dU TdS  PdV

1:3:9

One must remember that this expression applies to a closed system, that is, one in
which no matter enters or leaves (dni 0). If one relaxes this condition for a twocomponent system, then the general expression for the change in internal energy
becomes


 
@U
@U
dnA
dn
1:3:10
dU TdS  PdV
@nA nB ;S;V
@nB nA ;S;V B
where the last two derivatives describe the change in internal energy with the
number of moles of each component. Since equation (1.3.10) gives the total
dierential of U, one arrives at the following denitions of temperature and
pressure:
 
@U
T
1:3:11
@S nA ;nB ;V
 
@U
1:3:12
P
@V nA ;nB ;S
Furthermore, equation (1.3.10) suggests that the internal energy is best described
as a function of entropy, volume, and the number of moles of each component,
that is
U US; V; nA ; nB

1:3:13

As a result, chemists have introduced other thermodynamic functions so that the


properties of a system may be considered with respect to more convenient independent variables, especially temperature and pressure.
The three remaining thermodynamic variables and their denitions are as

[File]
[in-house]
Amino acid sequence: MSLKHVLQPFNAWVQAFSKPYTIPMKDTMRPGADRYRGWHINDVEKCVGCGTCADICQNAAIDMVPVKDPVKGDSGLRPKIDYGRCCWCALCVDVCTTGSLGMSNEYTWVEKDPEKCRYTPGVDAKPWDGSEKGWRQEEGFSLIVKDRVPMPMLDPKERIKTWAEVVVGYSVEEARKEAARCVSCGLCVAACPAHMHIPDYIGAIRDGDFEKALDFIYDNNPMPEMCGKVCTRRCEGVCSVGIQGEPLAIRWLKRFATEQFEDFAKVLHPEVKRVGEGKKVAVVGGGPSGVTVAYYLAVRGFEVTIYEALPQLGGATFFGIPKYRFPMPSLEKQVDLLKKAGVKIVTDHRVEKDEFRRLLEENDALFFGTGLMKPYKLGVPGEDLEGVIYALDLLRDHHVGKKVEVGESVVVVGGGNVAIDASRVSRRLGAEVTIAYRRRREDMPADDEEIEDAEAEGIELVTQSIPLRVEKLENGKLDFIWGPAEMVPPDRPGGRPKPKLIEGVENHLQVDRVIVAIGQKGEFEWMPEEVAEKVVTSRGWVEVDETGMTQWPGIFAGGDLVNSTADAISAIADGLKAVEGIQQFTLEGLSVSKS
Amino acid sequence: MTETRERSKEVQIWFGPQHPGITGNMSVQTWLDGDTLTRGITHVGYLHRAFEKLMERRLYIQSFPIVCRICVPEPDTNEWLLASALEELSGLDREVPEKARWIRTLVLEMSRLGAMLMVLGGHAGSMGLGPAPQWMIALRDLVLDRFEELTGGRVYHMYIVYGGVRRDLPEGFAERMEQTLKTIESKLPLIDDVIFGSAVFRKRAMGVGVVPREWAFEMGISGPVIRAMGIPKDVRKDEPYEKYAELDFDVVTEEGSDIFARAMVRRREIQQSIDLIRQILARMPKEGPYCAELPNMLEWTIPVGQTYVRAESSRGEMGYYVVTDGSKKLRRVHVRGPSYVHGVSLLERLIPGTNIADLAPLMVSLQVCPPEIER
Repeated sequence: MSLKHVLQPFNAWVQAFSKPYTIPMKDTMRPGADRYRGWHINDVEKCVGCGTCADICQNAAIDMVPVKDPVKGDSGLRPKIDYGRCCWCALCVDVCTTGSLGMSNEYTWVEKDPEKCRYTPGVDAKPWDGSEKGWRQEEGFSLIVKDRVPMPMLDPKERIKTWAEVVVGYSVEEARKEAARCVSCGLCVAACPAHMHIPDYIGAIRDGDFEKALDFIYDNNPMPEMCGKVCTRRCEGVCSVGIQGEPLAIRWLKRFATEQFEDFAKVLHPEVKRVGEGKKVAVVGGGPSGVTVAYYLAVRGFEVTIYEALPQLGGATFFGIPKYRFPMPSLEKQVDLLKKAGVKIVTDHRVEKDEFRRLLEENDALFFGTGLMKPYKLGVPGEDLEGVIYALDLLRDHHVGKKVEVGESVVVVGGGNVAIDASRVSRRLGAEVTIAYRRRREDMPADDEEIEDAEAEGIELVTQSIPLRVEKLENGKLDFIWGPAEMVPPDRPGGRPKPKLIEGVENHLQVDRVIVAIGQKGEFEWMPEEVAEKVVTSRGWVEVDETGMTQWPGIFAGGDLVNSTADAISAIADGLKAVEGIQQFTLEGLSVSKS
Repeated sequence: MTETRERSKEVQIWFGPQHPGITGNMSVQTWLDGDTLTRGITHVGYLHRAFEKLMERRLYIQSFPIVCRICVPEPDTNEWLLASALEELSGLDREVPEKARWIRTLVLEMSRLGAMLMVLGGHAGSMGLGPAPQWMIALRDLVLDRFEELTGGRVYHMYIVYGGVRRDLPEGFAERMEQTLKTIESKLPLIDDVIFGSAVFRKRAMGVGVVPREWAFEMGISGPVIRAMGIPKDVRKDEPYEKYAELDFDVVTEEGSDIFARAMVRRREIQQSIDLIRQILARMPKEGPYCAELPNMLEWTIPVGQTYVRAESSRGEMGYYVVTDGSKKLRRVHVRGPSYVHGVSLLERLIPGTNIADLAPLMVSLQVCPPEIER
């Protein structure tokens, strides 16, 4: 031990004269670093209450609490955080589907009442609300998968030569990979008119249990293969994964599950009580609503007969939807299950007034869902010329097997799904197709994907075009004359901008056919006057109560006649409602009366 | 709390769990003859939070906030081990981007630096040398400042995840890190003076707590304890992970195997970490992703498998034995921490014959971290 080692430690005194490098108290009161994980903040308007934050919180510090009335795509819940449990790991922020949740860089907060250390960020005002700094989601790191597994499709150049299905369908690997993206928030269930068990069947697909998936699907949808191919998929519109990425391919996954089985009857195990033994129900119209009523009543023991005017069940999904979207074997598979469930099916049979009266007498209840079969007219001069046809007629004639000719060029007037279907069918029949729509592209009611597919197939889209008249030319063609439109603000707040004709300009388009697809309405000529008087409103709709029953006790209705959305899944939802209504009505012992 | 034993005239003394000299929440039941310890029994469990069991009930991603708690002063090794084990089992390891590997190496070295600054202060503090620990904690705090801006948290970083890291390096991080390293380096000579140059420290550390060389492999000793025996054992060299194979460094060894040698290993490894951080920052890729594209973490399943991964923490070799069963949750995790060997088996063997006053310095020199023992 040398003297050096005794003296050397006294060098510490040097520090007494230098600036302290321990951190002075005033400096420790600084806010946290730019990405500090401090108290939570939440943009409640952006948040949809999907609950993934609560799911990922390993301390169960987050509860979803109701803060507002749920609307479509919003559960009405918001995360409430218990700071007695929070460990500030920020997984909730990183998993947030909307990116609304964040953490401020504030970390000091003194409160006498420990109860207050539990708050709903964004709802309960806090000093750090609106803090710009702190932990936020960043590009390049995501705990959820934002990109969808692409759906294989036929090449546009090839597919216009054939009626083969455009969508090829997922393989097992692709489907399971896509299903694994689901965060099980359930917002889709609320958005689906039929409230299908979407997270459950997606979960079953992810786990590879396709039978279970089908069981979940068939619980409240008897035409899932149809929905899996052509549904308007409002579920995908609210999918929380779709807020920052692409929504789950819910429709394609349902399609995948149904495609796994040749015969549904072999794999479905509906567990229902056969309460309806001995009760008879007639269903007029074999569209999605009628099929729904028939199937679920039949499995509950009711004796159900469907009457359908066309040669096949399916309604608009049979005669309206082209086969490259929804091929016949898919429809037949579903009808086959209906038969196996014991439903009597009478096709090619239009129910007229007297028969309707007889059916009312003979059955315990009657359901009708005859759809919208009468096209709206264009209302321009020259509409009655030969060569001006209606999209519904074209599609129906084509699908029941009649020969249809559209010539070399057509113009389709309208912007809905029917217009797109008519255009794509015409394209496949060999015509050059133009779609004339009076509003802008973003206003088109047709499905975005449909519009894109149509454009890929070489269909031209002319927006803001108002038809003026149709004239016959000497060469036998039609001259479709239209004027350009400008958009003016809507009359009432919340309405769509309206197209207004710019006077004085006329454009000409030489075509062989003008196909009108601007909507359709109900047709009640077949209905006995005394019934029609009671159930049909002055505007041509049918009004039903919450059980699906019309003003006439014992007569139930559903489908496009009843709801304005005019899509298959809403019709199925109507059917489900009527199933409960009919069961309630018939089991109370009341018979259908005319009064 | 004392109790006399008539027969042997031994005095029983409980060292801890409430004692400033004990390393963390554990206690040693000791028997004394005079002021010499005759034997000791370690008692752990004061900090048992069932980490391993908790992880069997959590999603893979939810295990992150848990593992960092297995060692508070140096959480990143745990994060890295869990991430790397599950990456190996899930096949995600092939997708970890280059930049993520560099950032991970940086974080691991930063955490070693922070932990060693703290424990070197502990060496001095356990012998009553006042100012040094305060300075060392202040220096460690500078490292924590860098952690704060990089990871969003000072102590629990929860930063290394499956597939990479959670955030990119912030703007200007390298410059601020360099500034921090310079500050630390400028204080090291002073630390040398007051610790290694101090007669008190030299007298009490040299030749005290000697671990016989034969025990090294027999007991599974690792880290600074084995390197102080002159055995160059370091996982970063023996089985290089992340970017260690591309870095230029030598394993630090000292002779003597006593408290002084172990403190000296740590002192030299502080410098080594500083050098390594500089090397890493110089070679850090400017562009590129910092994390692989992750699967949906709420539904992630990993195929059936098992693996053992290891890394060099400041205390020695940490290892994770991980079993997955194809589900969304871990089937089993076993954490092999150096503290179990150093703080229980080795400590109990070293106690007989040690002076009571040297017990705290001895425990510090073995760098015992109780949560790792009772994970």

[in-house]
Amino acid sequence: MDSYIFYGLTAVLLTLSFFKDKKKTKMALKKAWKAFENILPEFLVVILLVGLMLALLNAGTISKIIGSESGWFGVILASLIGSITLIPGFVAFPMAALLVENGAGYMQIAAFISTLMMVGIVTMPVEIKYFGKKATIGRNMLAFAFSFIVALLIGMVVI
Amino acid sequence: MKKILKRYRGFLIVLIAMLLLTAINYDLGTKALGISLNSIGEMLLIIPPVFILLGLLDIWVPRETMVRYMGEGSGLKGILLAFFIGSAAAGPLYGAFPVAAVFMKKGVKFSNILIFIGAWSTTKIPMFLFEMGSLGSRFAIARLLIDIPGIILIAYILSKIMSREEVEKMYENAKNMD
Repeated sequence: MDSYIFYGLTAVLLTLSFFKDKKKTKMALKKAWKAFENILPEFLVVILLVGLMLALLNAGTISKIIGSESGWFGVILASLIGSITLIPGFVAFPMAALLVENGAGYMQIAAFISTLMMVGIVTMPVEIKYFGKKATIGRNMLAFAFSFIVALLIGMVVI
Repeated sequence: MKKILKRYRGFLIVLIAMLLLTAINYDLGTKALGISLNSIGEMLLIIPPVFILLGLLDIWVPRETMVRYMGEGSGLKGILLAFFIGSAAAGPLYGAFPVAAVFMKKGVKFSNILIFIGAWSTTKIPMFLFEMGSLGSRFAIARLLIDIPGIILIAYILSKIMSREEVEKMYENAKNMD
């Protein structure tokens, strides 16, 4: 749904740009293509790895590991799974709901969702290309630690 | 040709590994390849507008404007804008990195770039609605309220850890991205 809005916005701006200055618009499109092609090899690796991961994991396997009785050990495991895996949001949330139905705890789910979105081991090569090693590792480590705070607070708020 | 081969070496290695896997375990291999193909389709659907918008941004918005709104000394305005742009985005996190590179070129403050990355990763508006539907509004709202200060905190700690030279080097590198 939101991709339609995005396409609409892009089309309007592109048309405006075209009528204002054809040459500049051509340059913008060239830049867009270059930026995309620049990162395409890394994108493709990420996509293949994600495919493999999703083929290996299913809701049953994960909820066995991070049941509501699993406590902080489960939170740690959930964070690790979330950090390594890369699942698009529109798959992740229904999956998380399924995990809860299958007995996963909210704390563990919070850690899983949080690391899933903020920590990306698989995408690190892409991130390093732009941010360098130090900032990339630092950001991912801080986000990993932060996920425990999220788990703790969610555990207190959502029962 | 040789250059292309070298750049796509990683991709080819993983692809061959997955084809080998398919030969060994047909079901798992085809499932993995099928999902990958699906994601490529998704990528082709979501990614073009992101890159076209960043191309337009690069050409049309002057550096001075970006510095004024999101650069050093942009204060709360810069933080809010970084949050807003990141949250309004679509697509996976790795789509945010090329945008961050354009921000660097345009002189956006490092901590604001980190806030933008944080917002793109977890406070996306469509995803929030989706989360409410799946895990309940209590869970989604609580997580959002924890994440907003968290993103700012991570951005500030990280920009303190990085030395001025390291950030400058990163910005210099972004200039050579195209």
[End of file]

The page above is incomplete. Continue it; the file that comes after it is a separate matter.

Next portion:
follows: the enthalpy,
H U PV
the Helmholtz energy,

1:3:14

THE THERMODYNAMICS OF LIQUID SOLUTIONS

A U  TS

1:3:15

G U  TS PV

1:3:16

and the Gibbs energy,


The dierential form of the enthalpy for a closed system may be found by writing
the total derivative:
dH dU PdV VdP

1:3:17

Combining this result with equation (1.3.9), one obtains


dH TdS VdP

1:3:18

For the Helmholtz energy, the corresponding result is


dA SdT  PdV

1:3:19

dG SdT VdP

1:3:20

and for the Gibbs energy


It follows that the Gibbs energy for a closed system is conveniently described as
a function of temperature and pressure. Relaxing the condition that the system be
closed, the total derivative of G in an open two-component system becomes


 
@G
@G
dn
dn
1:3:21
dG SdT VdP
@nA nB ;T;P A
@nB nA ;T;P B
This is a very important equation in discussing chemical equilibria, and is the
starting point for deriving other important results. One sees that the entropy can
be dened from the temperature dependence of the Gibbs energy,